Actor-turned-politician Sumalatha Ambareesh, who is also one of the only four independent MPs in the 17th Lok Sabha and the first Independent woman MP from Karnataka, recently made it clear that she wants to see half the house filled with women MPs in parliament. “We have debated a lot about providing 33 per cent reservation to women in Lok Sabha. But why not 50 per cent? I would love to see half of the members in the House to be women,” the MP from Mandya seat of Karnataka said in a recent interview.
She also spoke about her first day in the parliament and the challenges and benefits of being an independent MP as she said, “My first time at Parliament was like the first day at school or college. It was a mix of nervousness and excitement. The learning curve, however, is exciting,” she said.
She added that while there are several challenges of being an independent candidate, she also asserted that it empowers her too as she can freely raise the issues of her constituency independently. In terms of issues that will take precedence in her priority list for Mandya, the revival of lakes issue is on top.
“During my campaign, I saw that many lakes have dried up. Women have to walk several miles to fill water to meet their daily requirement. I have already met the Jal Shakti Minister and have submitted a memorandum in this regard.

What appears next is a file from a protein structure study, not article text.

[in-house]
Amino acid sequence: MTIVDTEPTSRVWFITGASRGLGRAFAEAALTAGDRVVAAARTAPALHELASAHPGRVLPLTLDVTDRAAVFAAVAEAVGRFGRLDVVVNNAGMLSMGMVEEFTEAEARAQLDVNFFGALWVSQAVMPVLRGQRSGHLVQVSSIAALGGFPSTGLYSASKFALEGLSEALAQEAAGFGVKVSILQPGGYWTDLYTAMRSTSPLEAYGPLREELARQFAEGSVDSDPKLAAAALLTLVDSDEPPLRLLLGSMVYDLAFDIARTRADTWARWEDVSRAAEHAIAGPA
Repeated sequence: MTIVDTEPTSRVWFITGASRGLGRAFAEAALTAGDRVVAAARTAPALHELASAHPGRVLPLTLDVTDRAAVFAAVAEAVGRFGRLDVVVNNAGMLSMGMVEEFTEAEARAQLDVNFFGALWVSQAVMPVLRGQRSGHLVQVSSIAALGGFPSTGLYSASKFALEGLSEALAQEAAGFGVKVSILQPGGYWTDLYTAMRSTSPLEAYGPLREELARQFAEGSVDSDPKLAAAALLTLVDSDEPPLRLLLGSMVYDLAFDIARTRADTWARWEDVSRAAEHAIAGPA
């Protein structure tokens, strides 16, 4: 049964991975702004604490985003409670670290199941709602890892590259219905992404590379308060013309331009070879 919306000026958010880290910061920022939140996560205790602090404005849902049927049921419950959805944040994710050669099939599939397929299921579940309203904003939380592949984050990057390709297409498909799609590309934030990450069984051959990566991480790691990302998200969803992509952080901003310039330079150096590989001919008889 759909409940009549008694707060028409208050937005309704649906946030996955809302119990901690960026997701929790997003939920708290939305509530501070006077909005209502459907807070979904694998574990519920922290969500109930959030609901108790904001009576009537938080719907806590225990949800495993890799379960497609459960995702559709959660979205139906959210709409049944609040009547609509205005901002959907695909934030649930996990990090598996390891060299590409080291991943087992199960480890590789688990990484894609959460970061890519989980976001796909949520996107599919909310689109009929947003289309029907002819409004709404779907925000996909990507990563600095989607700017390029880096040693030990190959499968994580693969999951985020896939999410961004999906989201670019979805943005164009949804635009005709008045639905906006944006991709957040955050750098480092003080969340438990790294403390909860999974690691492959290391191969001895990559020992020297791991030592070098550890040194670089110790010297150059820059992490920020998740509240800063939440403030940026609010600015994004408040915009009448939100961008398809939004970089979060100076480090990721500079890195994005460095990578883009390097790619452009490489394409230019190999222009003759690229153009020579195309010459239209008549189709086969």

“Mandya is a sugarcane growing belt. The farmers are not getting proper price for their produce; I want to raise this issue on priority. Connectivity and road infrastructure is another area of concern, which I would like to bring the government's attention to,” she noted.
Sumalatha only became interested in politics after her husband Kannada actor-politician Ambareesh passed away last year. He was the MP of Mandya and that’s what pushed Sumalatha to take on the Lok Sabha elections and give a shot at contesting from the constituency. Her husband was a member of Congress party and so she also sought a Congress ticket to fight from the constituency but the Congress disappointed her after which she decided to contest independently.
“We have debated a lot about providing 33 per cent reservation to women in Lok Sabha. But why not 50 per cent? I would love to see half of the members in the House to be women,”
“It was a long battle to victory, as I was contesting against the Chief Minister's son. The eight legislators in the parliamentary constituency were also from the ruling party of the state. A vitriolic campaign was launched against me and I was called an outsider, entering the political fray just months before the elections,” she said.
Talking about support, she said that she got encouragement from unexpected places as BJP did not field a candidate against her. “I received immense support from my people and I am grateful for that. I defeated my rival by 1.2 lakh votes in my debut election. I was disillusioned after my husband's death, but this win has given me immense hope to carry my husband's legacy forward.”
Lastly, Sumalatha responded to a question regarding her comeback on the celluloid and said, “Going back to the film industry would depend upon the kind of projects I receive. But serving my people comes first and I want to concentrate on that right now.”